Cummins 4BT 3.9L Engine: Specs, Problems, and Reliability

Cummins 4BT 3.9L Engine: Specs, Problems, and Reliability. The 4BT engine is inline four-cylinder water-cooled turbodiesel engine in the Cummins B series. The 3.9-liter strait-four along with 5.9-liter straight-six (12 valve Cummins) are the best popular engines in B series. There are 4.5-liter and 3.3-liter four-cylinder engines also available.

Cummins 4BT 3.9L Engine

The engine has a cast-iron engine block with engine bores device directly into the engine block. All 4BT engine blocks are the same, and they have a different transmission adapter plate only depending upon the application. The engine valvetrain is OHV. A camshaft is mounted into the block and driven by a crankshaft through gears in the front end of the engine (as well as the oil pump).

Cummins 4BT 3.9L Engine: Specs, Problems, and Reliability

Cummins 4BT 3.9L Engine: Specs, Problems, and Reliability

The camshaft opens and closes valves pushing through rocker arms by pushrods and solid tappets. The cylinder head is made of cast iron too. The intake and exhaust ports are on opposite sides (crossflow cylinder head). There are eight valves, 2 per cylinder. The 4BT features the mechanical direct injection system. The early versions are equipped with the P7100 mechanical injection pump driven through a gear by camshaft’s gear.

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The 4BT engine has a turbocharger, but it is not-intercooled. Intercooled version (named as the 4BTA, where letter A means “Aftercooled”) has a lower compression ratio of 16.5:1. Low compression and cool air represent a higher boost. The 4BTA engine produces more power and torque and is more suitable for installation in a tiny truck or pickup, but keep in mind what the 4BTA is an industrial engine. Automotive charge air-cooled engines have different numbers depending upon model and year of production. There is the industrial naturally aspirated version named the 4B with an 18.5:1 compression ratio also available.

Cummins 4BT 3.9L Engine: Specs

Manufacturer Cummins
Production years 1984-1998
Cylinder block material Cast iron
Cylinder head material Cast Iron
Fuel type Diesel
Fuel system Direct Injection (DI), mechanical injection pump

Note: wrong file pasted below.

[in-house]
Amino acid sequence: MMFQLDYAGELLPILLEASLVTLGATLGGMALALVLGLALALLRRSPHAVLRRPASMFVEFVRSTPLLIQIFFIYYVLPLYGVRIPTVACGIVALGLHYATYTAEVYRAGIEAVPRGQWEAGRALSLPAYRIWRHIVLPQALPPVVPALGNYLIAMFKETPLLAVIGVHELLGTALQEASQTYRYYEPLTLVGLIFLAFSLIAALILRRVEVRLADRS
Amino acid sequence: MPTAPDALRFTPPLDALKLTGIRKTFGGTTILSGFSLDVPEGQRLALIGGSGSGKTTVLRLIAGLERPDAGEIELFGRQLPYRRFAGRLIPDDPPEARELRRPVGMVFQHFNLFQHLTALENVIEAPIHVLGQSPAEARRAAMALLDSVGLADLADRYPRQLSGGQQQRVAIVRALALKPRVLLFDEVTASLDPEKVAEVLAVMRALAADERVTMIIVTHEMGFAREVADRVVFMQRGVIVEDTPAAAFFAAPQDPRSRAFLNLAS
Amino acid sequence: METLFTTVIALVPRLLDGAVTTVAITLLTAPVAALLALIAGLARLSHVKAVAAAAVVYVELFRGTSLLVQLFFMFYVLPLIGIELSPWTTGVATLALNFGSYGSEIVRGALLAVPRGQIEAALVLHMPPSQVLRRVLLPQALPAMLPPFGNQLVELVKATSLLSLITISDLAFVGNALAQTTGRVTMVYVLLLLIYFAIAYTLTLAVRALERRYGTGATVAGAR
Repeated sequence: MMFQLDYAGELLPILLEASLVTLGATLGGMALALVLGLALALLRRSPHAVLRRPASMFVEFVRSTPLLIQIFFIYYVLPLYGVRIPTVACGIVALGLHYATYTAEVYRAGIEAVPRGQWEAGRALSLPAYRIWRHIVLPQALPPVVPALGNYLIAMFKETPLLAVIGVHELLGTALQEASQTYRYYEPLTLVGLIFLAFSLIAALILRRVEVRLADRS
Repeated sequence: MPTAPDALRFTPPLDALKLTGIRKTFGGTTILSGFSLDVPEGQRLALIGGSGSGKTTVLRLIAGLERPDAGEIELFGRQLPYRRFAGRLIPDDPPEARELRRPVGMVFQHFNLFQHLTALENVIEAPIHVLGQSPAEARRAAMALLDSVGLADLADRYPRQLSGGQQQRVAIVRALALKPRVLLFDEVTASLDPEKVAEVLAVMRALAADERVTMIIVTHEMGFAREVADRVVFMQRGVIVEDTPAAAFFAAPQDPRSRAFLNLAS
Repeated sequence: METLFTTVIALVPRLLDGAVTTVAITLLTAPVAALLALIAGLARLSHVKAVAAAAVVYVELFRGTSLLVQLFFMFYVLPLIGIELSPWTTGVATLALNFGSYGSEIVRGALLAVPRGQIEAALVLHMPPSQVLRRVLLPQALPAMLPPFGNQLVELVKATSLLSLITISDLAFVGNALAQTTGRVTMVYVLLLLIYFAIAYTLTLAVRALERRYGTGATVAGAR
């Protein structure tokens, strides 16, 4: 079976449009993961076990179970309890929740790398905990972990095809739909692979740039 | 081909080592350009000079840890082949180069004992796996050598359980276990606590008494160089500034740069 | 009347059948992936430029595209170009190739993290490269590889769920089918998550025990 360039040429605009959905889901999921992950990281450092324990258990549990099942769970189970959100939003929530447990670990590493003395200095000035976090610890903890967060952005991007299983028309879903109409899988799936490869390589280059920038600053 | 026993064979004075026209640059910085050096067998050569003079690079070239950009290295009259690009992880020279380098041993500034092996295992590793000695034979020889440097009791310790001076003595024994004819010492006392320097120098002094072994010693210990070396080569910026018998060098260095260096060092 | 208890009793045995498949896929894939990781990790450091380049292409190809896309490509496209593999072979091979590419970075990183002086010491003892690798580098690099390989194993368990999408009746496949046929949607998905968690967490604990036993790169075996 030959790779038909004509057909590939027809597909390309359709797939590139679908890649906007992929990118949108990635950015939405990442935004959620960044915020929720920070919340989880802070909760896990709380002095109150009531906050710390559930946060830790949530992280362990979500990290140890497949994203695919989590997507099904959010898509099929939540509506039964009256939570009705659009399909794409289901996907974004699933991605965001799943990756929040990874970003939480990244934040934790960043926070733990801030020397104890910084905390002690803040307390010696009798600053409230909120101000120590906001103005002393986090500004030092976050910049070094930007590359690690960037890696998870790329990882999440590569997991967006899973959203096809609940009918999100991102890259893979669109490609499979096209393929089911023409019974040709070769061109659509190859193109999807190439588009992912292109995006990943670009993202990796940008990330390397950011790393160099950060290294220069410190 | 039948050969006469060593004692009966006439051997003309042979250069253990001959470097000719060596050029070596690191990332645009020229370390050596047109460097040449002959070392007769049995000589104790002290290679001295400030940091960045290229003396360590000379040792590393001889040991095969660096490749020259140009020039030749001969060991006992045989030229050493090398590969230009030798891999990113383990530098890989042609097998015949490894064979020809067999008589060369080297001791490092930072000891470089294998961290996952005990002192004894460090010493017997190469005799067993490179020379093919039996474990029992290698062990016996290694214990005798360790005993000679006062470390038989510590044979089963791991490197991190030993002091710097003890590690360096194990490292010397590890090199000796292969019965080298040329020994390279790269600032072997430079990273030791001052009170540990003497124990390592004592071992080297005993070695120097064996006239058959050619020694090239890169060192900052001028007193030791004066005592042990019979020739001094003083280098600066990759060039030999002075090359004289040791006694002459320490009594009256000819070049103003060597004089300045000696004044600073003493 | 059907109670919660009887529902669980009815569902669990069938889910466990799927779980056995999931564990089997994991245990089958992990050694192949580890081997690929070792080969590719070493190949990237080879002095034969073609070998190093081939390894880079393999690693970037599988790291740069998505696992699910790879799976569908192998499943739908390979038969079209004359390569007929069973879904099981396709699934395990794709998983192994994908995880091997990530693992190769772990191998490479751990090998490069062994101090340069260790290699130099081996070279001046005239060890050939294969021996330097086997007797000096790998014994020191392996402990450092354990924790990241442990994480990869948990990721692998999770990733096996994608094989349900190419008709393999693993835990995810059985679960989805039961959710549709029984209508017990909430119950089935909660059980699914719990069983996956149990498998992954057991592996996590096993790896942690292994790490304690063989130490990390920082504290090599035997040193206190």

Configuration Inline
Number of cylinders 4
Valves per cylinder 2
Valvetrain layout OHV
Bore, mm 4.02 inch, 102 mm
Stroke, mm 4.72 inch, 119 mm
Displacement, cc 239 cubic inches, 3.9 liters
Type of internal combustion engine Four-stroke, turbocharged
Compression Ratio 17,5 : 1 (4BT) 16.5 : 1 (4BTA) 18.5 :1 (4B)
Power, hp 80-130 hp /2,300-2,600
Torque, lb ft 243-391 lb-ft(330-530 Nm)/1,600-1,700
Engine weight 855 lbs, 388 kg dry
Firing order 1-3-4-2
Engine oil weight
Engine oil capacity, liter 10 qts (9.5 liters) with filter
Oil change interval, mile 6,000 (10,000 km) or 6 month
Applications Industrial equipment, commercial vehicles (step vans, trucks), marines and boats
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The 4BT is incredibly similar to the 6BT. It has the same architecture, and many parts are interchangeable. The pistons, injectors, connecting rods, valves, pushrods, and rocker arms are identical. The 4BT is a smaller displacement and shorter in length four-cylinder version of the 12 valve Cummins engine.

The 4BT is not naturally balanced like the six-cylinder 6BT engine, so it produces a lot of vibrations and not so smooth effective compared to the 5.9-liter Cummins. The 3.9-liter Cummins was the popular choice for many commercial step van applications (Chevy Step Vans, for example), including bread vans and other commercial vehicles. The 4B engines were commonly used in industrial equipment such as power units, drilling makers, big water pumps, wood chippers, etc. In our day, it has massive popularity as engine swaps in Jeeps, Dodge pickups, and smaller trucks/SUVs.

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4BT Cummins Problems and Reliability

The 3.9-liter engine was extensively used in different applications, which means it could be found easily and for a meager price. The B series engines require really few electronics, and they are straightforward and cheap to rebuild or repair. Diesels with P-pump are more comfortable to modify and more reliable compared to newer diesels with modern electric VP pumps. The fact is the 4BT is an old, massive diesel engine.

It is noisy, shaky, smoky as an old diesel. The 4BT is quite difficult to install under a hood of a tiny vehicle as a result of its large dimensions – it is tall and weighs a lot, also needs a place for an intercooler and pipes. It is not enough power for a full-size truck or SUV, concurrently its weight puts more strain on a front suspension and make an adverse effect on the handling of a small 4×4 vehicle.

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